Author: Lawyer Enrico Germano

Ever since the start of the war, perpetrated by the Russian Federation in the Ukraine from 24 February 2022, Switzerland, through the Federal Council, had joined the European Union’s sanctions against the Russian Federation. The Federal Ordinance that had instituted a series of measures in connection with the situation in Ukraine has since then been updated with the Ordinance of 4 March 2022, which is, as of today, still in force. Said Ordinance contains numerous Swiss measures and is legally binding1. These measures are among the most diverse and concern most varied sectors, including those relating to goods, bans on the import of certain products, financial measures. Furthermore, the measures also affect the travel sector, including a take-off and landing prohibition for Russian airlines.

The travel restrictions, for example, directly affected not only the so-called oligarchs or politicians, but also every Russian citizen as well as European, who had absolutely nothing to do with the ongoing war, and who found themselves de facto prevented from travelling even for private or family reasons. One of the consequences caused by the restriction was the impossibility to travel to Russia, or the chance to do so bearing prohibitive terms, both in terms of exorbitant costs as well as time and routes, forcing travellers to use. For example, flights departing from Belgrade to fly to Moscow or, upon from a European airports with scheduled flights in Tallinn in Estonia, the travellers continued their travel by bus to St Petersburg and from there by train to Moscow.

In recent weeks, a number of Swiss politicians have also asked the certainly legitimate question of whether such sanctions have sufficient legal basis. Recently, the member of the National Council Lorenzo Quadri also raised the question concerning the risk of claims for compensation from those directly affected by the sanctions in an interpellation2.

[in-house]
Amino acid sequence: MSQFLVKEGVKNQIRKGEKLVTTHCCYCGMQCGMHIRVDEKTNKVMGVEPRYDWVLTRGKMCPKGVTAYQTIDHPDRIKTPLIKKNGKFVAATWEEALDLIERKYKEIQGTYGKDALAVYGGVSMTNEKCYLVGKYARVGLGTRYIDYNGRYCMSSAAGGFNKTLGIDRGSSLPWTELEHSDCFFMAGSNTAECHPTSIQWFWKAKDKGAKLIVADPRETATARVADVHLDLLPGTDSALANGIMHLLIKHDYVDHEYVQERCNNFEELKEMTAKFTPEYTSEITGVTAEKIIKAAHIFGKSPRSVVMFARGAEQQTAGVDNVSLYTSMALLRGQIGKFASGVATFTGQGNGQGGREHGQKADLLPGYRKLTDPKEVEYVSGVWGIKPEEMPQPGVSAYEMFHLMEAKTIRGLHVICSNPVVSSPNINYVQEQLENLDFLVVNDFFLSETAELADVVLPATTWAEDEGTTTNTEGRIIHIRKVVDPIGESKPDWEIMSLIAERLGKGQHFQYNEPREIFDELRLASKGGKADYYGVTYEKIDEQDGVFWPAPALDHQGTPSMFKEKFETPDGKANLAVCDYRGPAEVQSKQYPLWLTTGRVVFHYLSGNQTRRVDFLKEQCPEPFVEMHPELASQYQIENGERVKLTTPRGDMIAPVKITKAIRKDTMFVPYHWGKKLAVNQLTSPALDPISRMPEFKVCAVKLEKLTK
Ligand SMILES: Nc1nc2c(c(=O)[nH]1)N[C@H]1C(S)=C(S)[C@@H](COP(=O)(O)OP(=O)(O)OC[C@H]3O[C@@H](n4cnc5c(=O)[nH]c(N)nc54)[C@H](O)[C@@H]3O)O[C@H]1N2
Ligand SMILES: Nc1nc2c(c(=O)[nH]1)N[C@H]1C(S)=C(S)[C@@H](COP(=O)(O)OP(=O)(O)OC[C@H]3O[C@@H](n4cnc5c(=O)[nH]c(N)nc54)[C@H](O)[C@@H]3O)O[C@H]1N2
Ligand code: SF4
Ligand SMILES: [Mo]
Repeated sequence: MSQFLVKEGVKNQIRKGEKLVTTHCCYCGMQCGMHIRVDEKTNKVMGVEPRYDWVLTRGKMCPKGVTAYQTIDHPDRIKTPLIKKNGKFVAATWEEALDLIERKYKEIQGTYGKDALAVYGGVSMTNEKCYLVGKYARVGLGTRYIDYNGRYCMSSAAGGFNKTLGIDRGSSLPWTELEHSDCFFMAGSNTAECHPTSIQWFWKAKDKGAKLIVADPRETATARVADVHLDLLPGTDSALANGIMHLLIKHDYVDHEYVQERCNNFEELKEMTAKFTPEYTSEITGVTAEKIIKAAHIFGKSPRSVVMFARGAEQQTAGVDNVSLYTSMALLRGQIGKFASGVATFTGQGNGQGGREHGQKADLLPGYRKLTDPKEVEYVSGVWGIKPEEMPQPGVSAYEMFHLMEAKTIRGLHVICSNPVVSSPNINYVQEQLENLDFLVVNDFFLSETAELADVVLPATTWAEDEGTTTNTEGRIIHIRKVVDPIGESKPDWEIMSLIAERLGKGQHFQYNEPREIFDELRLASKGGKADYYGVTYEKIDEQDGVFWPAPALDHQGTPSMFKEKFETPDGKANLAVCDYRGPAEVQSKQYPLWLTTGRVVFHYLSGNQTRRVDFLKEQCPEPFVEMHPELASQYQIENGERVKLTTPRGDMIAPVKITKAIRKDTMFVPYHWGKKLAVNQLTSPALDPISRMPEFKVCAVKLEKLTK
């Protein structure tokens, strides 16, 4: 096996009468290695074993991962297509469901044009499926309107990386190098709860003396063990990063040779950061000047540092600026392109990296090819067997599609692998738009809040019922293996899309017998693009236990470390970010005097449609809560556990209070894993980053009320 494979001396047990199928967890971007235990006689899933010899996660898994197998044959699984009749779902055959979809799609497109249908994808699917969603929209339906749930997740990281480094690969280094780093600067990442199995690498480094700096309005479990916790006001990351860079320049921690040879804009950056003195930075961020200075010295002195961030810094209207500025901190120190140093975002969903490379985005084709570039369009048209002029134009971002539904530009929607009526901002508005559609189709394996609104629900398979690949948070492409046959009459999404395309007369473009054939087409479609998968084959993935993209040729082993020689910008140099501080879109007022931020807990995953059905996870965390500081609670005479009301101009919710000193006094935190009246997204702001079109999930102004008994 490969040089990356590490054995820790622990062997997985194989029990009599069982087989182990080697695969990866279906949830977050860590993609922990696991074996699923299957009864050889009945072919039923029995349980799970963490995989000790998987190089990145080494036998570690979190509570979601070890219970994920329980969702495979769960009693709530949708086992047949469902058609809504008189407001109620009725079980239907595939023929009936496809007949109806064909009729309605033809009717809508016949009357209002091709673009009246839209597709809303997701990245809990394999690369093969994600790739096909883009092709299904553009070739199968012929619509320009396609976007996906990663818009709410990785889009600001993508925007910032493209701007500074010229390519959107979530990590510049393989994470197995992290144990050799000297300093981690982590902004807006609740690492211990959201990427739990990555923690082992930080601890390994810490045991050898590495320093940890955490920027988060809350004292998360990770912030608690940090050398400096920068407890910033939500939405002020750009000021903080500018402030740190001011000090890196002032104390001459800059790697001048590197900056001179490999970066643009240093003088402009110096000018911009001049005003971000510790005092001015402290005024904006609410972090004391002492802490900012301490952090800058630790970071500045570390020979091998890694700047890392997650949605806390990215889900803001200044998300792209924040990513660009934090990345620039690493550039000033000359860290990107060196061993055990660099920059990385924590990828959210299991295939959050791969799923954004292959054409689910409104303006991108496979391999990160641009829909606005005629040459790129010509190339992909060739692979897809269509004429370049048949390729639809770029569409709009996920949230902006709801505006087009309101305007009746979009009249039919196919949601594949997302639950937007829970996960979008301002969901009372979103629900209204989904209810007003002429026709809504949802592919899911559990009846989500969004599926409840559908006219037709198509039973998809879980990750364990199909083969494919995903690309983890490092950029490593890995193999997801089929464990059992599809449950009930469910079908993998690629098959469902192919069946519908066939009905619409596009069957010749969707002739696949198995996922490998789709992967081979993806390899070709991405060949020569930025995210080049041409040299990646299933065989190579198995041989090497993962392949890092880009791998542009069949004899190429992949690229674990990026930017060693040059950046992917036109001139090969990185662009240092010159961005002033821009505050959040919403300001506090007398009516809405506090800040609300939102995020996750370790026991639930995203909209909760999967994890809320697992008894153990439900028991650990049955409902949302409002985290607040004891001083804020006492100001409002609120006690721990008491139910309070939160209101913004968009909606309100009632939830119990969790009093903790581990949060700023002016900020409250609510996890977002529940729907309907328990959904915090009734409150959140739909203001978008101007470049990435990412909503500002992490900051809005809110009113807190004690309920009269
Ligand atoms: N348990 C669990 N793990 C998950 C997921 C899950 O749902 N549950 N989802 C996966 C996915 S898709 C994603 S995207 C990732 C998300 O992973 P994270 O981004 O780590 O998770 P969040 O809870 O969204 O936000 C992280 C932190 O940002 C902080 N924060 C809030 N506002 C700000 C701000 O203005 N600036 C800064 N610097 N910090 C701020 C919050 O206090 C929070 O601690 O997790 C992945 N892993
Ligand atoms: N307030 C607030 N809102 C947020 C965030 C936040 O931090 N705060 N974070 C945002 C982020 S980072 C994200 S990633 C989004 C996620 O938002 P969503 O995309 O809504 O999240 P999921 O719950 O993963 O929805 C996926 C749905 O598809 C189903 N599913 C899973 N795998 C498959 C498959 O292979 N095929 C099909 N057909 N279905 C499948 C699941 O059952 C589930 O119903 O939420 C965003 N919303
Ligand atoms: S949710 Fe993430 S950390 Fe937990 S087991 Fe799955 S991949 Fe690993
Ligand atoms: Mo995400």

The issue is vast, uncertain and will have harsh consequences for the Swiss financial centre and the lack of Russian tourists and Russian executives who used to visit Swiss territory. As of today, no one is in a position to foresee the consequences, depending on factors of total uncertainty linked above all to the duration and scope of the current on-going war, with unpredictable scenarios also concerning its possible territorial extension. In fact, the average citizen in Switzerland is already witnessing a deterioration of his purchasing power, due to a gradual increase in many consumer goods and essentials. Moreover, this is only a first consequence.

Federal Councilor Guy Parmelin himself, currently head of the Federal Department of Economic Affairs, Education and Research, had to answer a series of questions on June 7th 2022, including those posed by the SVP group leader Thomas Aeschi, on whether the sanctions against the Russian Federation were appropriate, whether the Federal Council had set targets for itself and whether these targets had been met. The President of the Centre, Gerhard Pfister, asked Economic Affairs Councilor Guy Parmelin whether there had been any circumvention of the sanctions in place, alluding to Russian oligarch Andrei Melnitchenko allegedly selling a Cypriot trust to his wife3.

Yesterday, June 9th 2022, the National Council approved, by 136 votes to 53, a revision of the Federal Embargo Act, deciding that the Federal Council should be able to take or extend international sanctions autonomously. However, the National Council rejected two motions by the Left wing calling for the establishment of a task force, which would investigate the assets of Russian and Belorussian oligarchs in Switzerland. According to the RTS’website (Swiss Radio and Television), the Swiss banking association had estimated the assets of Russian oligarchs in Switzerland at about CHF 200 billion, but Switzerland had only frozen about CHF 6 billion of them. According to the left wing, the oligarchs’ assets must be found and frozen, but for his part, Federal Councilor Guy Parmelin has pointed out that a change in the law would be necessary, which does not currently exist4. In fact, there is a political clash between the Left wing, which considers that Switzerland is not doing enough to freeze Russian assets, and the Right wing- the FDP and SVP in particular – which considers that Swiss legislation already includes the means to find these funds. This political clash is constantly evolving, hand in hand with the evolution of the ongoing war, which is no longer only warlike and military in nature, but also economic-financial, ideological, propagandistic and ultimately also food-related.

1 Website, press releases, February 28th 2022
2 Website, May 11th 2022

3 Website, June 7th 2022
4 Website, and, June 7th 2022